However during the heat of high school, feeling normal is tough enough for any teen, let alone with performing parents making things worse! “When my mom starts singing in a public area and creates a scene,” relates Jason Chaussee, 16-year-old son of mezzo-soprano, Victoria Chaussee, “. . . for example, when we’re celebrating a family member’s birthday at a restaurant and we’re singing ‘Happy Birthday’ to them and she starts singing opera . . . that’s when it gets embarrassing.”
“Occasionally I was embarrassed by my parents, but looking back on it, I don’t really know why,” says Shannon Calkins. “Maybe because I can say that my dad has worn makeup more times than any other person’s dad in my entire school.” And my own daughter, Naomi Williams, 15, says it’s embarrassing when I practice on the nights she has a party.
With the embarrassment, there are also the perks. Amazing travel to exciting locations tops the list. Kit Te Hapuku loved traveling with his mom and younger sister to Tokyo this past year. Tito, 14, son of Vasquez and Cynthia Clayton, agrees. “I love the fun trips and the friends and recognition traveling and performing gives my family,” he says.
Others appreciate getting free tickets for lots of shows and meeting interesting people. And some teens are truly inspired by their parents’ talents. Kit Te Hapuku loves to hear his mom’s voice when she performs and to watch her get into character. Camille Snow appreciates the beautiful lullabies and songs she heard growing up. John Paul, soprano Eden Casteel’s 13-year-old son, enjoys knowing people look up to his mom and see her as a “Singing Zen Master.” Alix Karaitis, tenor Paul Karaitis’ 25-year-old daughter, still loves making her friends feel jealous. “I like telling my friends—even now—what movies and video games my father’s been recorded on,” she laughs.
Challenges and Blessings
Having performing parents is a mixed bag of challenges and blessings. Many teens expressed frustration with their parents’ irregular schedule. Amanda Abel, Holly Seeley Abel’s 21-year-old daughter, remembers dreading every opera tech week because it meant she wouldn’t see her mother all week long. Tito Vasquez says it’s hard when one parent is out of town performing because the extra burden of helping out with his younger brother often falls on him. And at my own house, my teens get tired of having to schedule their social events and sleepovers around our weekend performances.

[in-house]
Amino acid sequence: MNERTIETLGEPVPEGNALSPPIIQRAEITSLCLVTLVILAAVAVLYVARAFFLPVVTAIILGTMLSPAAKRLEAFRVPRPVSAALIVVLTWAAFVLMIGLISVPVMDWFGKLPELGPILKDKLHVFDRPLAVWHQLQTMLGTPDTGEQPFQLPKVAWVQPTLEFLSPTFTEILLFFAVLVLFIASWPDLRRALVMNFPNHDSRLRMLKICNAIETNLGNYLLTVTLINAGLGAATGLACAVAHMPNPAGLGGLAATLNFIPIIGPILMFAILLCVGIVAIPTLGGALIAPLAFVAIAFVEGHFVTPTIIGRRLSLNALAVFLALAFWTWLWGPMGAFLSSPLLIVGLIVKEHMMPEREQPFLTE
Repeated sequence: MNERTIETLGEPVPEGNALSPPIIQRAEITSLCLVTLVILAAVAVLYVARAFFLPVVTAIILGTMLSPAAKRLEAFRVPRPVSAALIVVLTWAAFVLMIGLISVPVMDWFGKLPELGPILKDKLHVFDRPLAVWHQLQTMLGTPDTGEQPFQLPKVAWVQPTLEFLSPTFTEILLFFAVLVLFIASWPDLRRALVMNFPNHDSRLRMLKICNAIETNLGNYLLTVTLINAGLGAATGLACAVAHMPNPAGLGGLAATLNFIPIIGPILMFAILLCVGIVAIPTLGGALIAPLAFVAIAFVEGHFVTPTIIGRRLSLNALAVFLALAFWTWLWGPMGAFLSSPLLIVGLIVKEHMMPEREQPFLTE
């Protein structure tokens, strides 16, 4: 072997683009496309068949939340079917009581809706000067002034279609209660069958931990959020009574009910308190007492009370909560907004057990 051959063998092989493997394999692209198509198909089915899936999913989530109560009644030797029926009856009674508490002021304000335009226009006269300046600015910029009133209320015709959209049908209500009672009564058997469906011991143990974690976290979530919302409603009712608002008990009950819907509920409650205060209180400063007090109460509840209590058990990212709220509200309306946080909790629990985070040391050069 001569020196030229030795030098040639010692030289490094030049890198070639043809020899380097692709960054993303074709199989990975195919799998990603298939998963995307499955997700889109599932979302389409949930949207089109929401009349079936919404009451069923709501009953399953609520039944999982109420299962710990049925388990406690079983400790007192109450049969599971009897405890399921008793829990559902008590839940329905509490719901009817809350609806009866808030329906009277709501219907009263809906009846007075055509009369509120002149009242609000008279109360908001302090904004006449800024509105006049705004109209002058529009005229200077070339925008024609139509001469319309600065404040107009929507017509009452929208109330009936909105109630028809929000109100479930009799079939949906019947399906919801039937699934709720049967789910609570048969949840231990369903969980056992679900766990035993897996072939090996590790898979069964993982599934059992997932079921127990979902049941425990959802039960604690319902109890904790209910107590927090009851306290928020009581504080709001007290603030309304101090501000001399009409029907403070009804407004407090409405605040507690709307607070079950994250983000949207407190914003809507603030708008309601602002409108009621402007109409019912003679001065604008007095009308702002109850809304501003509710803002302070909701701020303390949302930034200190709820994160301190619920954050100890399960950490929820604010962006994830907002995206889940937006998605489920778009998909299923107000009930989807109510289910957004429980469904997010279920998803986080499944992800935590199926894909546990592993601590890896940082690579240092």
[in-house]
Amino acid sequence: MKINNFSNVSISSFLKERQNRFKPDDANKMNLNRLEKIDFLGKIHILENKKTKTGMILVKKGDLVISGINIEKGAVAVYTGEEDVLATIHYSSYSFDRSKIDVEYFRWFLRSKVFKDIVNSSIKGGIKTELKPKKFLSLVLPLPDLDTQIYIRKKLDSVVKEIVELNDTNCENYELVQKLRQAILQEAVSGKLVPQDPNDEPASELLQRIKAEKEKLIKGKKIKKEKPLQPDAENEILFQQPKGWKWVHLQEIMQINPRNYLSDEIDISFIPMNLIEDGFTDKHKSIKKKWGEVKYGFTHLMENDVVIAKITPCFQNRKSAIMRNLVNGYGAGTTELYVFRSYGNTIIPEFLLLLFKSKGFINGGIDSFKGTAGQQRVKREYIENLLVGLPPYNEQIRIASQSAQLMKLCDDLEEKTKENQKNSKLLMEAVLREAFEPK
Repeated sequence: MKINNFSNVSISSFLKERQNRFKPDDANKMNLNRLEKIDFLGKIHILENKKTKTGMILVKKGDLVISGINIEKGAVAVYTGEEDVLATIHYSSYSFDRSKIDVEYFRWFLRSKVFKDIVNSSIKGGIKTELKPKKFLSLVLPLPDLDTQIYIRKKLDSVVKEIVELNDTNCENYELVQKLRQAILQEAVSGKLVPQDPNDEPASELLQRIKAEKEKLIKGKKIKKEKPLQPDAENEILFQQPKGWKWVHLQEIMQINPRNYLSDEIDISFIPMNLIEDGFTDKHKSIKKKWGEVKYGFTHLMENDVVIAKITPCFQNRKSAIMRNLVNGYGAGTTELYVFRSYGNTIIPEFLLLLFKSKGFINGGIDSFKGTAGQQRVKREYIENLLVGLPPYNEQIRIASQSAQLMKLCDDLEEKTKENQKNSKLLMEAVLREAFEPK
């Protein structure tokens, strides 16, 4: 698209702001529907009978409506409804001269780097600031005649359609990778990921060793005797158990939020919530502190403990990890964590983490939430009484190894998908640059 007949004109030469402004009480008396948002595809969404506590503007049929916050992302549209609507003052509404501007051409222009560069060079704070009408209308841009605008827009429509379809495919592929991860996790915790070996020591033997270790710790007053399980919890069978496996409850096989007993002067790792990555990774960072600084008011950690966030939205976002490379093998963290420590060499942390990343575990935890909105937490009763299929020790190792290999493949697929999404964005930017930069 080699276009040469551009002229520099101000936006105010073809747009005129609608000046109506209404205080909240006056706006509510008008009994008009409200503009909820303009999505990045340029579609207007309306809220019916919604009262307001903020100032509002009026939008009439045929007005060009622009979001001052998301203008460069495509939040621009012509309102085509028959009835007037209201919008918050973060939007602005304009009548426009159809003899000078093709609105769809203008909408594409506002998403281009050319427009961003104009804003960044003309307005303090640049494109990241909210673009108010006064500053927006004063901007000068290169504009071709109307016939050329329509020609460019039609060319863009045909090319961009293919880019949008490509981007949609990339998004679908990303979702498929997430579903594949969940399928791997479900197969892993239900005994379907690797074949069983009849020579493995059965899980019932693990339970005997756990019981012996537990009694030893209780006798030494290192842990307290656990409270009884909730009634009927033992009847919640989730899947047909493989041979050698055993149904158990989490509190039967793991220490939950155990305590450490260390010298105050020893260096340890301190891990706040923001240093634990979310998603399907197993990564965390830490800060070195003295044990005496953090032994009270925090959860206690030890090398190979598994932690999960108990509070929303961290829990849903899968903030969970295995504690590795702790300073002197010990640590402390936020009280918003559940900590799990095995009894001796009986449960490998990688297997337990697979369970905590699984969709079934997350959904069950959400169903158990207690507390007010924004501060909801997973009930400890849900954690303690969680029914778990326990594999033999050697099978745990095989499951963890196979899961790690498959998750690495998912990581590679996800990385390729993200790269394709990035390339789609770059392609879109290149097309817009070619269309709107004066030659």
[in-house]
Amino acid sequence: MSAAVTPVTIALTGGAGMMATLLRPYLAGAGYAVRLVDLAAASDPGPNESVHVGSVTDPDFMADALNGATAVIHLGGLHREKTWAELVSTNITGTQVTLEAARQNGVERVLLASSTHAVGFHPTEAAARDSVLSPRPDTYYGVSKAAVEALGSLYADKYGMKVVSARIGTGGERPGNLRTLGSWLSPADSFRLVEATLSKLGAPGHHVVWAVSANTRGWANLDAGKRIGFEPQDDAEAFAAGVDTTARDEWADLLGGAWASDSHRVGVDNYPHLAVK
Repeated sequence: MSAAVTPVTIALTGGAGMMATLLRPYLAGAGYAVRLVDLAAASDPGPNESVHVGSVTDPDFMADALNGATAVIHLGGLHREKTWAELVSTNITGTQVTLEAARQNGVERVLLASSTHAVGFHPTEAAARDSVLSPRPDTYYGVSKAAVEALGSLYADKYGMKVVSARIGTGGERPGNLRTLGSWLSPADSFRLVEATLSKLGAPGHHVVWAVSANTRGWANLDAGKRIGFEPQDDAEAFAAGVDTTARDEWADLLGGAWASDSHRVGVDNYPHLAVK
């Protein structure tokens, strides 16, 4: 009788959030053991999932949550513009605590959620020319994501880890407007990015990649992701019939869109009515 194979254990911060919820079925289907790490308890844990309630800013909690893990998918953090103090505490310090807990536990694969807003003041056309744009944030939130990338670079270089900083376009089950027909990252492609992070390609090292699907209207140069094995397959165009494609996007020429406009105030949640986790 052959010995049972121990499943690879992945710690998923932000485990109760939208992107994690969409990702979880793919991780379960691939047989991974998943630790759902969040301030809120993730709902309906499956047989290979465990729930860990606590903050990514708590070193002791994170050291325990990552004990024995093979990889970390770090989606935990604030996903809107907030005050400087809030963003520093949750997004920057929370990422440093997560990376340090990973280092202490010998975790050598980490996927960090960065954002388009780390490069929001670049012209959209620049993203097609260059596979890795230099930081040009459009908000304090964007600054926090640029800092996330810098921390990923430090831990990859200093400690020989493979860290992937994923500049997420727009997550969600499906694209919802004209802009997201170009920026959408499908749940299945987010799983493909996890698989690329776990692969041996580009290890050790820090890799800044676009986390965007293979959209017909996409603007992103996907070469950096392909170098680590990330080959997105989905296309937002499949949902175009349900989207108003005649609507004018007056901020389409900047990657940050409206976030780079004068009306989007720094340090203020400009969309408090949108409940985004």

Some drawbacks are ironically the flip side of the benefits. More than a few teens mentioned that although they appreciate the help and understanding toward their musical studies, too much isn’t a good thing. “When I would practice when I was younger,” Julia Di Fiore explains, “I could barely play/sing three notes without getting some unsolicited feedback. I know they meant well, but you don’t always sound good when you’re practicing, which is why you practice. . . . Even now, when I visit home I prefer not to practice when my parents are around.”
“It’s always good to have another musician around to ask for opinions in terms of what would sound good, as they can always be more specific, compared to someone who hasn’t been classically trained in music,” agrees Ian Daugherty, soprano Joan Daugherty and trumpeter Bruce Daugherty’s 18-year-old son. “At the same time, I think having musicians/performers (as parents) can be the hardest thing. Sometimes opinions can collide, and the way I see it, the way I play music is really my view on emotions—so when my musicality is questioned, sometimes I can take it personally.”
Some Friendly Advice
Many parents had advice for other parents looking at tackling the juggling act of raising teens while performing. Di Fiore recommends traveling with your teen and including them as much as possible in your work. Both Clayton and Abel warn against assuming because your child is older they won’t need as much of your time.
“Teens require different ‘work’ from parents,” agrees Te Hapuku. “Where little kids need a lot of your energy to raise and care for them, teens need a lot of your time listening and more of your energy managing their ever-busy schedules.”
As a young singer, Te Hapuku had the chance to ask Dame Kiri Te Kanawa how she managed her family and career. Te Kanawa immediately changed the expression on her face, became very serious, and drew very close. “I have two things in my life: my family and my singing,” Te Hapuku recalls Te Kanawa saying. “I try to stay close to home when they’re in school and keep the travel during their holidays. I’m not a hugely social person. I don’t go to parties or many social events. My time is for my family and my singing, and that is all.”
Finding that ever shifting balance is key. “Know what’s important in your life,” advises Vasquez. “Keep your priorities in order, especially when schedules are crazy and it’s difficult to keep things in balance. Knowing what’s important really helps you make the right decisions. Your kids are only kids once, teenagers once. I wouldn’t want to miss it for anything!”
“Don’t be afraid to turn down something if it’s not right for your family,” agrees Casteel. And Snow adds, “Remember that you don’t need to conform your life to the expectations of others, especially when it comes to your work-family balance.”
Parents sing because it is both a calling and an avocation. “Singing reminds me who I really am deep inside,” Abel says. “It helps not only ground me, but also allows me to rise above all the worries and troubles and stress of life. Music offers such a sublime connection between earth and heaven. It’s a spiritual experience to sing.”
Sharing this beautiful art form while staying grounded through family allows these singers and their children to grow as artists and people. Although every family must determine their own unique path, the rewards are sweet and lasting for those who bravely take up the challenge.